Oncology nurses, social workers, and other healthcare professionals can work with patients and caregivers to highlight the strengths of existing social connections, empower patients to develop adaptive coping mechanisms, and search for additional support and resources outside of their networks or areas of expertise. Oncology nurses, in particular, are well-positioned to do so as they can provide support-strengthening strategies in ways that are realistic and informed by individual medical needs and the social context of the person with cancer.2

Professionals experienced in the needs of people impacted by cancer can assist patients and caregivers in defining and refining what their needs are, which can create clarity for those around them who may be interested in helping. Peer support organizations, such as Imerman Angels, and organizations that provide a combination of professional and peer-based programs, such as CancerCare and Cancer Support Community/Gilda’s Club, may prove useful in creating meaningful connections in the lives of patients and caregivers after a diagnosis. Professionally led support groups — whether in-person, online, or via telephone — can help people living with cancer find a space where their thoughts and feelings surrounding a diagnosis are heard and validated.3 Online tools such as My Cancer Circle, can help caregivers more efficiently organize their communities of support, formally outlining roles and responsibilities for friends, and creating a space for open communication within a network.


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Communities of support have become evermore specific in the digital age and people living with cancer don’t have to go far to find others with their diagnosis. Peer support and support from professionals with a specific background in oncology can mediate stress by providing new pathways to experiential knowledge. Most importantly, health care professionals that specialize in oncology can help people living with cancer respond to and cope with a diagnosis by creating connections in ways that existing systems of support may not be equipped to provide.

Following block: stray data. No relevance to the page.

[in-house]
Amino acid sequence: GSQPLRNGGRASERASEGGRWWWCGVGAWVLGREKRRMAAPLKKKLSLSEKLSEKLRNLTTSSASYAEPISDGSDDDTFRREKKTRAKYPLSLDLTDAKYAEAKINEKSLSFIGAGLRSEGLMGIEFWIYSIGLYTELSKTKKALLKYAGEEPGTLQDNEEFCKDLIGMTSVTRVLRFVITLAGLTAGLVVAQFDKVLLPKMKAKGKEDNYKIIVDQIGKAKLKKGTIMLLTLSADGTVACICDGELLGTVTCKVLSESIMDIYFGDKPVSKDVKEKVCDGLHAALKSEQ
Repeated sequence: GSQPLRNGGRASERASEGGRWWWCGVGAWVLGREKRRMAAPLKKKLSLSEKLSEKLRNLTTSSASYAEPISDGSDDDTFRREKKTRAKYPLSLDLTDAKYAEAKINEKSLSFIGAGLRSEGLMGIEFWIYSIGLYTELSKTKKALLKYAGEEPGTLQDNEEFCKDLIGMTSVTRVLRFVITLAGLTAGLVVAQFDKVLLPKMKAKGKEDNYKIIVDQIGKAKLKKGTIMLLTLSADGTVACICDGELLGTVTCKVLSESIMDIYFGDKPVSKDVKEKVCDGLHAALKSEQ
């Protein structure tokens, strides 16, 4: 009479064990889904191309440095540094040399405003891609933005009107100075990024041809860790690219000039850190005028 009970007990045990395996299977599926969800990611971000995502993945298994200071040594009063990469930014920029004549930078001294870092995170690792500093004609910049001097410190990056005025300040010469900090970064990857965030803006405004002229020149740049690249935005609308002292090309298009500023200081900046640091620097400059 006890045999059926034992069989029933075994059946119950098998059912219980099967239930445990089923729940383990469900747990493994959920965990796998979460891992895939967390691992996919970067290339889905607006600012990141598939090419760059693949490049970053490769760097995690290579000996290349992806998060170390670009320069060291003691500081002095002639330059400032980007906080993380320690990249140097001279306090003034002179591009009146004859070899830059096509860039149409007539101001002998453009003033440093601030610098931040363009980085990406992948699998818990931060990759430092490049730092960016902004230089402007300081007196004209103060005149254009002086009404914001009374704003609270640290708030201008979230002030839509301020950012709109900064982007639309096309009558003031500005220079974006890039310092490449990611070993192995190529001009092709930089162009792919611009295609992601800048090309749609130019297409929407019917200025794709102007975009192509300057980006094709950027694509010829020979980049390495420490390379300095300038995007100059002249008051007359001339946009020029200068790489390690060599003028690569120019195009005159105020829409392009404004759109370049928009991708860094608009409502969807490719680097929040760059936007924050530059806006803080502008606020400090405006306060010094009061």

A.J. Cincotta-Eichenfield is an oncology social worker with CancerCare. 


References

1. Merluzzi TV, Philip EJ, Yang M, Heitzmann CA. Matching of received social support with need for support in adjusting to cancer and cancer survivorship. Psychooncology. 2016;25(6):684-690.

2. Henshall CL, Greenfield SM, Gale NK. Typologies for restructuring relationships in cancer survivorship. Cancer Nurs. 2018;41(6):E32-E40.

3. Clarke PG, Bolte S. Sense making in living with cancer as a chronic illness. In Christ G, Messner C, Behar L, eds. Handbook of Oncology Social Work: Psychosocial Care for People with Cancer. New York, NY: Oxford University Press; 2015.

4. Applebaum AJ, Stein EM, Lord-Bessen J, Pessin H, Rosenfeld B, Breitbart W. Optimism, social support, and mental health outcomes in patients with advanced cancer. Psychooncology. 2014;23(3):299-306.